Episode 11 serves up a good mixture of drama and comedy as Sophia continues to battle with her inner emotions. Interestingly enough, though, this episode actually focuses more on Rikka and Yuta to wrap up this plot line (well, sort of, as this is a to be continued episode). Picking up right where last week’s episode left off, this week we see Rikka suffering the consequences of standing out in the rain (namely, a cold), Yuta and Shichimiya receiving advice from Nibutani, and Rikka still trying to find that third coin.

This episode kind of relates back to my post concerning what we’re conformed to. The fact is that Rikka puts herself in a bad spot, as she goes out to look for this coin despite being sick. What this says to me is that she is so caught up in her delusions that she is willing to risk her real health for the sake of an imagined scenario. One could even question whether she realizes that this is all in her had at this point.

It was cute to see just how much Yuta actually cares about Rikka, though. In the end, they leave us with a bit of a cryptic conclusion. Despite the fact that everything seems to have wrapped up nicely, Shichimiya leaves with a bit of a cryptic departure, so I suppose the next episode will let us in on what that’s all about.

A Christian Perspective:

Most of what I could say here is standard throughout the series–imaginary magical battles and the like. If you’re watching at this point, then chances are that this stuff hasn’t bothered you, at least not enough to stop watching it. As for real world violence, there is one instance where a character is knocked off his feet, then later that character is (presumably) poked in the eyes. There is a brief flashback to Rikka in a bikini, and one use of profanity.

Content Guide:

Language: 1 “h**l”

Alcohol/Drug Use: None

Nudity/Sex/Fanservice: A brief flashback to Rika in a bikini

Violence: A character is knocked off of his feet; a character is poked in the eyes (I think) off screen; there is a “battle” with explosions

Blood/Gore: None

Other: Two female characters touch noses; the typical stuff of the imagination battles (magic, magic circles, etc.)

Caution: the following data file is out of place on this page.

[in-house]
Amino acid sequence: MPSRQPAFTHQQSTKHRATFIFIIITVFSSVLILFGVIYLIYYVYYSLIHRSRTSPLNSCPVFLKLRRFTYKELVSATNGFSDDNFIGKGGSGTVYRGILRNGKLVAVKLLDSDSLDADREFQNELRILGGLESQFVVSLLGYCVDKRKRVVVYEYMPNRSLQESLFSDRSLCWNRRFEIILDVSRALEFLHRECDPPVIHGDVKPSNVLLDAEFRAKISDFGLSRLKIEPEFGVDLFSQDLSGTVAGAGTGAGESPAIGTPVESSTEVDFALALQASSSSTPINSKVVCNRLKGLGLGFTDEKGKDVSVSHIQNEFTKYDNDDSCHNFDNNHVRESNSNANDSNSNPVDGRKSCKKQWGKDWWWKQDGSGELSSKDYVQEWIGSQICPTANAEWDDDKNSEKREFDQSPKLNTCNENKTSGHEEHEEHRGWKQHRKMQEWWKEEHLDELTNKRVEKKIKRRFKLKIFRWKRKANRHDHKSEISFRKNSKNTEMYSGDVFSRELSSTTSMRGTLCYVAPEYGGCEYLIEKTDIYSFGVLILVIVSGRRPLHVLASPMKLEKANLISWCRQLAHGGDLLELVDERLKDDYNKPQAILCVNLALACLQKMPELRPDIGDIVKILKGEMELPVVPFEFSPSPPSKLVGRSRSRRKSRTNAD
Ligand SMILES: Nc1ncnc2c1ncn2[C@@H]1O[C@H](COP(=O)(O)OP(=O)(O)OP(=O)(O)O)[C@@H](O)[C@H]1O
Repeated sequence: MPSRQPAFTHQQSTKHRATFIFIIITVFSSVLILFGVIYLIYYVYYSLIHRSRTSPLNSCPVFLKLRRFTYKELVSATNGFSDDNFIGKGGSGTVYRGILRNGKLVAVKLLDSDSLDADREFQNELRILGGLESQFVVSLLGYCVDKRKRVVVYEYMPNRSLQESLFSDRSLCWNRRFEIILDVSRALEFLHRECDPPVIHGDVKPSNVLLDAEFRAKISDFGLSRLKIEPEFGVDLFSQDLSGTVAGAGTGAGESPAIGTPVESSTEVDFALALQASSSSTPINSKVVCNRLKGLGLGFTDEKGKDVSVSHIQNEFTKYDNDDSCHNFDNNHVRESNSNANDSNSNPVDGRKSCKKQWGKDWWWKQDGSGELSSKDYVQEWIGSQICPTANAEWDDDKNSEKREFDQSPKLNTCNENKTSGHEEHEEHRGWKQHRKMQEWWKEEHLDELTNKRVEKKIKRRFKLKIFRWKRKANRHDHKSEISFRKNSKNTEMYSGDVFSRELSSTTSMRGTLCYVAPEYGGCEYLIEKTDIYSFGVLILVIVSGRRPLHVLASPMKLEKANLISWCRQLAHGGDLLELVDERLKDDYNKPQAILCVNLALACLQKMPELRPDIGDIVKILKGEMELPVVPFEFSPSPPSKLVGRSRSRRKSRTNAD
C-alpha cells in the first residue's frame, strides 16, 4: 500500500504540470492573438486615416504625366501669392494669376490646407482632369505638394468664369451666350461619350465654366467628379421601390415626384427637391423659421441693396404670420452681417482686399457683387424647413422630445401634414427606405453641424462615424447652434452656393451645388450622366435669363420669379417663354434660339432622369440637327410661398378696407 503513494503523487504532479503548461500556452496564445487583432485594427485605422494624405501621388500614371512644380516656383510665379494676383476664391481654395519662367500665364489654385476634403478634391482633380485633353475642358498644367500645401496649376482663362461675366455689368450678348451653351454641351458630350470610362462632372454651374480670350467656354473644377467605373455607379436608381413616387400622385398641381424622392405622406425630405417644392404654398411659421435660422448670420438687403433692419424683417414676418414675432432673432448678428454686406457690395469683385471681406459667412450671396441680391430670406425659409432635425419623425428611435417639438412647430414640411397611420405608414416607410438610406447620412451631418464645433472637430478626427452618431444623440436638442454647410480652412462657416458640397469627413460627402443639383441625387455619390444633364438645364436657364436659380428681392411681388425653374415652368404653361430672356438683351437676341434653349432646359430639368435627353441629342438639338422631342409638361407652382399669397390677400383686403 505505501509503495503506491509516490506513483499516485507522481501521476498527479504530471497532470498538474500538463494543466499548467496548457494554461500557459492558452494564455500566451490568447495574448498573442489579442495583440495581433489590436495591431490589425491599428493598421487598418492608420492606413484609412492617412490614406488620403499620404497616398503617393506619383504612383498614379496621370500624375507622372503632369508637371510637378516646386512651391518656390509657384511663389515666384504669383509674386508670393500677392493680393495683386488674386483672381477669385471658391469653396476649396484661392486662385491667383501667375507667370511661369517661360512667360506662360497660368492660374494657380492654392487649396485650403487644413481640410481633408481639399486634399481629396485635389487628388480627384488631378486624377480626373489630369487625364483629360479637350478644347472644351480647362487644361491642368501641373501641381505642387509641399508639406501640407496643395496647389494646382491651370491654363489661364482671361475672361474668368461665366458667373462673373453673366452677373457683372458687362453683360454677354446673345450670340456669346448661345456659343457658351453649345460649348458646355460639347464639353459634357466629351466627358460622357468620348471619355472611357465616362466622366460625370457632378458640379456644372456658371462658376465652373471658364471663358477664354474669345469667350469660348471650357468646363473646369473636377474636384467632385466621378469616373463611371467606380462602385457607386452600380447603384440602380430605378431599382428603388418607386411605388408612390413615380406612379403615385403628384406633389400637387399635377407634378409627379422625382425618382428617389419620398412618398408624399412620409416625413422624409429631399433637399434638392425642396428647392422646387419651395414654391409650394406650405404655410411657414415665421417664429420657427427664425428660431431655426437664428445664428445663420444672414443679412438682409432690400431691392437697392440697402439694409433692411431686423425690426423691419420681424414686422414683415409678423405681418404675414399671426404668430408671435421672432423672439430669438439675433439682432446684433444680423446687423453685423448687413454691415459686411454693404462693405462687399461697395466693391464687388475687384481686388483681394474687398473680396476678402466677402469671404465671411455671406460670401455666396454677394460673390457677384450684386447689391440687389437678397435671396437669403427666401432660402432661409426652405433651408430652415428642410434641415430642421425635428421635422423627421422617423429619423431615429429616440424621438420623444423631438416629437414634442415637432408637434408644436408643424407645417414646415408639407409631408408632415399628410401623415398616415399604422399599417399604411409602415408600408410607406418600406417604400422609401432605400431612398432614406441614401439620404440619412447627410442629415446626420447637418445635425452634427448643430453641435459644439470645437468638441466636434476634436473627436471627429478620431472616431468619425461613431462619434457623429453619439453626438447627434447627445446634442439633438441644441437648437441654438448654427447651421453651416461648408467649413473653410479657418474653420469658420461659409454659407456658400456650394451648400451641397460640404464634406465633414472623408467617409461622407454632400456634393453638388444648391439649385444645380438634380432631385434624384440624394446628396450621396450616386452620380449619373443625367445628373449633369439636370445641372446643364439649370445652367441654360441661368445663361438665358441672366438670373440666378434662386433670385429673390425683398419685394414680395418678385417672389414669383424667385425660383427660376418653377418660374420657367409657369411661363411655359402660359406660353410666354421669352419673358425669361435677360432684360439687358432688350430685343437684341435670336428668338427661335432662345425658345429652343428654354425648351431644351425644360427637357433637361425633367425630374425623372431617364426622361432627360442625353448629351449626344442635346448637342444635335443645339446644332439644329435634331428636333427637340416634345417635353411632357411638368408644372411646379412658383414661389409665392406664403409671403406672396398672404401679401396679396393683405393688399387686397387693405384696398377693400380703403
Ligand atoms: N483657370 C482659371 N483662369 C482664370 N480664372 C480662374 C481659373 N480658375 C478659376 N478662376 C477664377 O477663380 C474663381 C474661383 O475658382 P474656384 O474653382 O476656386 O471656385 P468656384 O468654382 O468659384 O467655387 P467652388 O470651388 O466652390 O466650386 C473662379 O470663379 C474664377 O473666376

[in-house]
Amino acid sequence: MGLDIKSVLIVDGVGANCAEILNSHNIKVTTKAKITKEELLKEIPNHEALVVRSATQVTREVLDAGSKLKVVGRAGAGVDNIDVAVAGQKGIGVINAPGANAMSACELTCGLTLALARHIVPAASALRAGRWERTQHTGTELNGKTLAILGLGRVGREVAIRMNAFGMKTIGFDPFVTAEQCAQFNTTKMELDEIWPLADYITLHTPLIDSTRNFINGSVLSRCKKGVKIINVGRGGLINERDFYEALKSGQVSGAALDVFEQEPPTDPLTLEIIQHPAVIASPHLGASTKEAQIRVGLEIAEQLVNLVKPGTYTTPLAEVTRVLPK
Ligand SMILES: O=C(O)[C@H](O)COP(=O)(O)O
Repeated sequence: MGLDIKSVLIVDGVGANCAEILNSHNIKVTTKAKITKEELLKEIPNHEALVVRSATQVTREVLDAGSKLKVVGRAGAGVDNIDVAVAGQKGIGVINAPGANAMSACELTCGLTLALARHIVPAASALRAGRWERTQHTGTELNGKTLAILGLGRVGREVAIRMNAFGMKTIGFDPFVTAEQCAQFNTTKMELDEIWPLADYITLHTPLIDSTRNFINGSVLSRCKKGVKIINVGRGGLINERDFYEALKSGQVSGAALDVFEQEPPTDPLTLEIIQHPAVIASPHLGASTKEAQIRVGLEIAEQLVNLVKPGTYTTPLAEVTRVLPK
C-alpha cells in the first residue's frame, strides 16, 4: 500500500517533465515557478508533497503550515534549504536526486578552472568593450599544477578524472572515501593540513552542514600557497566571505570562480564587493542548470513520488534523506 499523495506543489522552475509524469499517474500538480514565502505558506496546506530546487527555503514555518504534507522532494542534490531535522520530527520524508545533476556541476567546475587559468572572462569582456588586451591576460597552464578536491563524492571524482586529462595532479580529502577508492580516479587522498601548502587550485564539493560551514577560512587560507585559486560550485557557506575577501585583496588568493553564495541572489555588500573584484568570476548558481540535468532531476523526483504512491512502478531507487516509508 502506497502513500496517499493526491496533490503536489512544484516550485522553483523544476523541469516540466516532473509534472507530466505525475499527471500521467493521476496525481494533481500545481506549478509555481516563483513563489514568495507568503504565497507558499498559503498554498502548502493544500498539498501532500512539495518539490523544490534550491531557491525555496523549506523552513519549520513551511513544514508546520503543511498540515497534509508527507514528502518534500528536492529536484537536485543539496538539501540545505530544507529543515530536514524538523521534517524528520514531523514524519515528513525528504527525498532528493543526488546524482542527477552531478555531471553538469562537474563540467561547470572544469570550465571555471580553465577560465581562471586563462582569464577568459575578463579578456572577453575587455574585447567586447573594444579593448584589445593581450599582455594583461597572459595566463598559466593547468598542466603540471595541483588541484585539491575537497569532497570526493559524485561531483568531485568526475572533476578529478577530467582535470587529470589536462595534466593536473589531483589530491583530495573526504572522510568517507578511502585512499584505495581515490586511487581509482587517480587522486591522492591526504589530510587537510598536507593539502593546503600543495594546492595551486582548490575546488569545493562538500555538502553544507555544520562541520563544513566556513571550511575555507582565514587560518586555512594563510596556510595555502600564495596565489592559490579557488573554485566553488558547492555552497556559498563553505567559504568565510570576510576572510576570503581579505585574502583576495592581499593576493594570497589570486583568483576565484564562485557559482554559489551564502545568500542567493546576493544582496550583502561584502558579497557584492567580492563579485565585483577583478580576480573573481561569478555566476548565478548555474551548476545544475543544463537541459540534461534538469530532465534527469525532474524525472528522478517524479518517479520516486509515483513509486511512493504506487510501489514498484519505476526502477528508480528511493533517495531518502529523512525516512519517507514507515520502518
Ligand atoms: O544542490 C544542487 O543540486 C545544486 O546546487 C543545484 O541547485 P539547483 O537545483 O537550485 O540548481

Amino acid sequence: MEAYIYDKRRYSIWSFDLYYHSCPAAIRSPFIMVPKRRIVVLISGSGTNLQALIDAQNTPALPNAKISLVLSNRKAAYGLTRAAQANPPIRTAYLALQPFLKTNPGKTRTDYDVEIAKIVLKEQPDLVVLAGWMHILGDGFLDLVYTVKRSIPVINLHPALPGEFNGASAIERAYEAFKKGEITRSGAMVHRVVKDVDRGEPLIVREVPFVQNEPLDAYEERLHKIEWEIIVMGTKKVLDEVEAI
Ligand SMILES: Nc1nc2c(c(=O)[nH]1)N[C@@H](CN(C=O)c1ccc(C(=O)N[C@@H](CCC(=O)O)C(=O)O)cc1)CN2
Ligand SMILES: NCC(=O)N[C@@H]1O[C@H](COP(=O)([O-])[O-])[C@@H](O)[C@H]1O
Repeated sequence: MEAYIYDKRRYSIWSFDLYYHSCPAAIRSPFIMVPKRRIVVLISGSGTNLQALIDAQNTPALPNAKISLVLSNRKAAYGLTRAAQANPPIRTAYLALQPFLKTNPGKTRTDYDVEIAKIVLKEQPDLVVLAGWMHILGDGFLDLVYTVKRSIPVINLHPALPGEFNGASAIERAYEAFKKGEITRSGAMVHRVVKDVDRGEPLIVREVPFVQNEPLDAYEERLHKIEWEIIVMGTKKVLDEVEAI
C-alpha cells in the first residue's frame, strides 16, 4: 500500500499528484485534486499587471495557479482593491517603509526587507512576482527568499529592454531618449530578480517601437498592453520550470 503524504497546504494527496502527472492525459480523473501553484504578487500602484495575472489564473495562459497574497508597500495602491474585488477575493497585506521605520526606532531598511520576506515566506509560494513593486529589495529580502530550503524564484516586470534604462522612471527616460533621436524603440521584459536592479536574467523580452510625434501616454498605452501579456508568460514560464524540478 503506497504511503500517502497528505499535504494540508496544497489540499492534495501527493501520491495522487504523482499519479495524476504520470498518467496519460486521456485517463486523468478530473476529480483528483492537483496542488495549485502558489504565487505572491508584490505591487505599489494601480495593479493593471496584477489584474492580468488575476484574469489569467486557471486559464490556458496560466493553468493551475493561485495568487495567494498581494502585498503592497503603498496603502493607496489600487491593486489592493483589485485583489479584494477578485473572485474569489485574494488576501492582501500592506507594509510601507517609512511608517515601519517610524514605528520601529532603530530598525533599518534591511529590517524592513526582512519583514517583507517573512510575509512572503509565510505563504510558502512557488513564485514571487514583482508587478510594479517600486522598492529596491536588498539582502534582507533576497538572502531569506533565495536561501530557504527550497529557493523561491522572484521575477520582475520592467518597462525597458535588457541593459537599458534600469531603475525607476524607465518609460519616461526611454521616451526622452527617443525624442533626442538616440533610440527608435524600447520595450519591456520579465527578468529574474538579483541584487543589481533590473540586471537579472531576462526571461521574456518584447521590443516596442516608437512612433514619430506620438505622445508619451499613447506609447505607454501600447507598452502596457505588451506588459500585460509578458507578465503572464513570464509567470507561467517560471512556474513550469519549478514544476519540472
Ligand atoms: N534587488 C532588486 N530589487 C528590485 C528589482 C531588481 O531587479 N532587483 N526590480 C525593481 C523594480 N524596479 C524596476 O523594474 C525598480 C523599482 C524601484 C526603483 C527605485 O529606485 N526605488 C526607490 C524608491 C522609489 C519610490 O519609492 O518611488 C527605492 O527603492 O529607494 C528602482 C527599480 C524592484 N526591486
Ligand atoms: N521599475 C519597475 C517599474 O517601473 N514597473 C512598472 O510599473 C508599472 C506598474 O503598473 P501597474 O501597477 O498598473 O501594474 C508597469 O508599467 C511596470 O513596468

Review: The Pilot’s Love Song, Episode 12: The End of the Sky

Review:

I came into this episode thinking that it was the finale, so I had a lot of thoughts in regard to that. Thankfully, most of those thoughts are now null and void, since we still have one episode next week. I’m just going to go ahead and put a spoiler warning here, because I just want to talk about the episode, so–SPOILER WARNING!!!

The episode begins after a six month time skip, before quickly jumping back to sometime shortly after the events of the previous episode. I was not pleased with the direction the plot took, despite the fact that this show pretty much sets itself up for a sad ending. Combine that with last week’s mention of a “final sacrifice”, and it should be no surprise that Claire and Kal are essentially being separated. Expecting it and liking it are two different things, though.

In comparison to the preceding episodes, this one is kind of anti-climatic. Whereas we were previously worrying about the fate of our characters, we are now simply watching relationships resolve and be healed. It seems that everyone has put their grudges to rest: Kal admits his love for Claire (and his determination to see her again), and Ignacio calls Kal his stupid older brother, although I don’t think Kal knows yet that Igna is his illegitimate brother. Still, the hostility that Ignacio held against Kal in the past seems to have passed. Of course, once you’ve faced death with a person and relied on them, I guess grudges seem a bit pointless.

So we wrap things up and then skip back to the present time to see the crew approaching the End of the Sky. As it turns out, this whole thing was part of the religion of this world, to fulfill the prophecy (and perhaps see if it was even true). Isla hits the End of the Sky and begins to disintegrate. That’s it. For all of the deaths and drama of the series, it is kind of anti-climatic. Of course, next week should (hopefully) have Kal now living up to his promise to come back for Claire, so let’s hope that everything goes well there.

I suppose these characters did finally deserve a break after everything they’ve been through, but when you think about it, doesn’t this episode kind of feel like a long epilogue?

A Christian Perspective:

The only content worth mentioning is that one character is considered to be a messiah-figure, but I do have a perspective to share.

As I’ve previously mentioned, the theme of forgiveness is big in this show. Kal is able to forgive Nina/Claire, and ultimately his love for her wins (as seen in this episode), and Ignacio is finally able to put to rest his old hatred for Kal. Even greater, though, is this episode’s conclusion. Essentially, the search for the End of the Sky was related to the religion of the world, which everyone seemed to consider as more of a myth than anything, judging by their reactions to the discovery. So, in the end, that which they considered to be myth turned out to be truth. I think that’s something we Christians can relate to. A lot of people chalk what we believe up to nothing by myth and superstition, yet they have no real proof other than their own disbelief. While we can’t set out on a giant floating island to search for Heaven, the point is still the same. People doubt the existence of something simply because they have never seen it, only to be held in awe and wonder when they do finally discover that it’s true. Such was the case in this series, and such will be the case on the Day of the Lord’s return (or, even, on the day when we each meet our own end).

Content Guide:

Language: None

Alcohol/Drug Use: None

Nudity/Sex/Fanservice: None

Violence: None

Blood/Gore: None

Other: A character is presented to be a messiah-like figure